Historical fallacy

The historical fallacy is a logical fallacy originally described by philosopher John Dewey in The Psychological Review in 1896. Most simply put, the fallacy occurs when a person believes that results occur only because of the process taken to obtain them. Dewey writes:

"A set of considerations which hold good only because of a completed process, is read into the content of the process which conditions this completed result. A state of things characterizing an outcome is regarded as a true description of the events which led up to this outcome; when, as a matter of fact, if this outcome had already been in existence, there would have been no necessity for the process."[1]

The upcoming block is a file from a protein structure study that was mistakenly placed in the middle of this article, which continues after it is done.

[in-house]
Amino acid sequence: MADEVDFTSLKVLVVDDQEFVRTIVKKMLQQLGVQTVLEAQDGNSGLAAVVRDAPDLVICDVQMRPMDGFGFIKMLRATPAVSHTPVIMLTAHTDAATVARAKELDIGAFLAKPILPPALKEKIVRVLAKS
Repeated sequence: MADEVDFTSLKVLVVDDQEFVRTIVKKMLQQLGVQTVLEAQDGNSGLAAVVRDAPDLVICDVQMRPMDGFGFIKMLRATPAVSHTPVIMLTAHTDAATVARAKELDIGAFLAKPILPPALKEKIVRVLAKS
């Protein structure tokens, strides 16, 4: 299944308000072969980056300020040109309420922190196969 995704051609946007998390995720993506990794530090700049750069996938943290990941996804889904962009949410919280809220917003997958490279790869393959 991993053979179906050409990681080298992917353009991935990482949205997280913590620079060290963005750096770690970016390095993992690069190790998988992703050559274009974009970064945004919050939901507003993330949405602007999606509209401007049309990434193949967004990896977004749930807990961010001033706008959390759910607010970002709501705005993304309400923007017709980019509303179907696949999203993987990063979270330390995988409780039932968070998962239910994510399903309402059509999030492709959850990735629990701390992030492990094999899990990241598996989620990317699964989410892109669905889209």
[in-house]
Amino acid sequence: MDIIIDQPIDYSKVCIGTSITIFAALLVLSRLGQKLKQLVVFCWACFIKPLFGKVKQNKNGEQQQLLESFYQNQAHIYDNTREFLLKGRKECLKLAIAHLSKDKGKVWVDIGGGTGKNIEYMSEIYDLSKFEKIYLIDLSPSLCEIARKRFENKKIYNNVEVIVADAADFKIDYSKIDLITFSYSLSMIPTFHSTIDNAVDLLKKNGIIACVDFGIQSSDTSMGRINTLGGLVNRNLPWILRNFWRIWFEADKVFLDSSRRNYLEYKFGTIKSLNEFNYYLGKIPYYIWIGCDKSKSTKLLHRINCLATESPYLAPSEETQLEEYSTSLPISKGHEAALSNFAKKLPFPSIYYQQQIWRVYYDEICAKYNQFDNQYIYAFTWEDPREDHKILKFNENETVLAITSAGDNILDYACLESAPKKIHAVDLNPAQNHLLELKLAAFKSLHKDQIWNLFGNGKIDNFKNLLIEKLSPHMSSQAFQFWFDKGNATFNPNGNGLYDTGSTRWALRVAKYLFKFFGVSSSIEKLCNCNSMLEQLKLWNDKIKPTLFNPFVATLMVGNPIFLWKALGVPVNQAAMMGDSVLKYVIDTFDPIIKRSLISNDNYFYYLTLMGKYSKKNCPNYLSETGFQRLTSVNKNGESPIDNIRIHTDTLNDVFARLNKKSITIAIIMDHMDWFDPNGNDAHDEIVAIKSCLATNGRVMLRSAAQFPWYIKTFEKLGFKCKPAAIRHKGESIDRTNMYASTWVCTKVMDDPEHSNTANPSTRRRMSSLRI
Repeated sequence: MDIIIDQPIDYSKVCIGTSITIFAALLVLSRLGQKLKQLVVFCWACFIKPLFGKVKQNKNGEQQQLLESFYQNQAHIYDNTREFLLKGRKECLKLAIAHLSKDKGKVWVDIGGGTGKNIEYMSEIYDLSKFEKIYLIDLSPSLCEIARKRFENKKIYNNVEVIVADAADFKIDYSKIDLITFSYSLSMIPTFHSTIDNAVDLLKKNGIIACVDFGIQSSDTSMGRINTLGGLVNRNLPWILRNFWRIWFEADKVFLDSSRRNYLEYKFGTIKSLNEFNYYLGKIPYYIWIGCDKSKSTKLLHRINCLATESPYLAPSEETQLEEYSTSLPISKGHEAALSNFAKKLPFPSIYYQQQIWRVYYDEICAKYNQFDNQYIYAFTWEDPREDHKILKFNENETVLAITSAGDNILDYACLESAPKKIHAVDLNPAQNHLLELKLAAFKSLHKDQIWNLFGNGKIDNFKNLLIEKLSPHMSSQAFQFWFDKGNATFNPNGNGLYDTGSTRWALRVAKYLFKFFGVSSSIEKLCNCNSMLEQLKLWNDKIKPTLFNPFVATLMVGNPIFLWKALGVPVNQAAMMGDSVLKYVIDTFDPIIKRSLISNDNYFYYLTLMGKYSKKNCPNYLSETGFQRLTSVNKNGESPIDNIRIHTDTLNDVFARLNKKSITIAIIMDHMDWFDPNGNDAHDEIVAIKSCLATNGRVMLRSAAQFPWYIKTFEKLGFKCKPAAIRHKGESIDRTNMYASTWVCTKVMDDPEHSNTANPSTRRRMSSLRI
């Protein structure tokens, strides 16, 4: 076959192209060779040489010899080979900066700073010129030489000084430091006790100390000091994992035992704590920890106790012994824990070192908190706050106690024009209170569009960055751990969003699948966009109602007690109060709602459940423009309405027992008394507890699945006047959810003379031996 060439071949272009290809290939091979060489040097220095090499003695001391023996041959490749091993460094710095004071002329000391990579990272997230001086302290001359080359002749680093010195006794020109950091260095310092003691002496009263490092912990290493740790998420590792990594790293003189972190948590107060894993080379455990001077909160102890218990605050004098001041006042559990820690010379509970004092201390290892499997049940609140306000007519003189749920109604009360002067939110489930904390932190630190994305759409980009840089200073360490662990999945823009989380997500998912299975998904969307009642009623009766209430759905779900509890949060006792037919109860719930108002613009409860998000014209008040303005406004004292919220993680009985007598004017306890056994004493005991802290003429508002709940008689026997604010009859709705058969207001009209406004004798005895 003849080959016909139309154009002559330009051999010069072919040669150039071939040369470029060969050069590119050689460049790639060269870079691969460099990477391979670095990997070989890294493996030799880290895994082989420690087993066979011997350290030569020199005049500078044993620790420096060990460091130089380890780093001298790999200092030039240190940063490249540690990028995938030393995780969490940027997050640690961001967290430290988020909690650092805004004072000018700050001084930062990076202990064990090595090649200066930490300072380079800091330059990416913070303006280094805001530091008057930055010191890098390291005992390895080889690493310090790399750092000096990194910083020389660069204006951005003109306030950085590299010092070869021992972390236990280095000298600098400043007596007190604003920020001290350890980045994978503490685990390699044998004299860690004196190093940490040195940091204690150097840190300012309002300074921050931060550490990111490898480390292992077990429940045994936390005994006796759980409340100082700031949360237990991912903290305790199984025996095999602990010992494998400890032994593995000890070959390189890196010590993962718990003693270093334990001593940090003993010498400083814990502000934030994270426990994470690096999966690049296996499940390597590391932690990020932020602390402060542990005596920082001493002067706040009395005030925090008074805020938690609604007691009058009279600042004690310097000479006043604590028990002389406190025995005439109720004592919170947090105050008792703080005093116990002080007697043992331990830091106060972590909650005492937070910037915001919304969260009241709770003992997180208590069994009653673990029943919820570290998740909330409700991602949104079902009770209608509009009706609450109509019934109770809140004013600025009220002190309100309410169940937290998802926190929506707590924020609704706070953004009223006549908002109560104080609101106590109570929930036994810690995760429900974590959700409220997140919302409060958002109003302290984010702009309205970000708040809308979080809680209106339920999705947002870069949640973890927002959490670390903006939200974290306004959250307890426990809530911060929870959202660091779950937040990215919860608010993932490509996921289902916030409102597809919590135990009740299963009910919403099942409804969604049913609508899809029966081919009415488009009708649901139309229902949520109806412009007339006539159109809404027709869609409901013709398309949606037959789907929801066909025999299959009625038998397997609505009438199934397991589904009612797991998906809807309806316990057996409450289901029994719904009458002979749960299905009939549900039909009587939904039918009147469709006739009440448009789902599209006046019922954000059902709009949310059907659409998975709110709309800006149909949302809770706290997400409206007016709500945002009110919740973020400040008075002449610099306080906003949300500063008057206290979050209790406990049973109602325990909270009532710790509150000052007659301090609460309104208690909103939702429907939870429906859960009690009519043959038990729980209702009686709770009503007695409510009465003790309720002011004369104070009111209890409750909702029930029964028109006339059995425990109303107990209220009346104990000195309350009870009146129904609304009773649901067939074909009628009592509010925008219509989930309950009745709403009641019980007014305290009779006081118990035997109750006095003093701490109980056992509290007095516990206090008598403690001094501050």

ExamplesEdit

  • A man loses his wallet but has an idea of where it might be.
  • He looks for his wallet and finds it where he thought it may have been.
  • The man falsely concludes that he knew where his wallet was the entire time.
  • Thus, the man incorrectly concludes that knowing where to look (i.e., the process) was essential to his finding the wallet (ie. the result)[2]

ReferencesEdit

  1. ^ The Reflex Arc Concept in Psychology, John Dewey, The Psychological Review, VOL. III. No. 4. July 1896. p. 367
  2. ^ "Historical fallacy". APA Dictionary of Psychology. Washington, DC: American Psychological Association. n.d.

Further readingEdit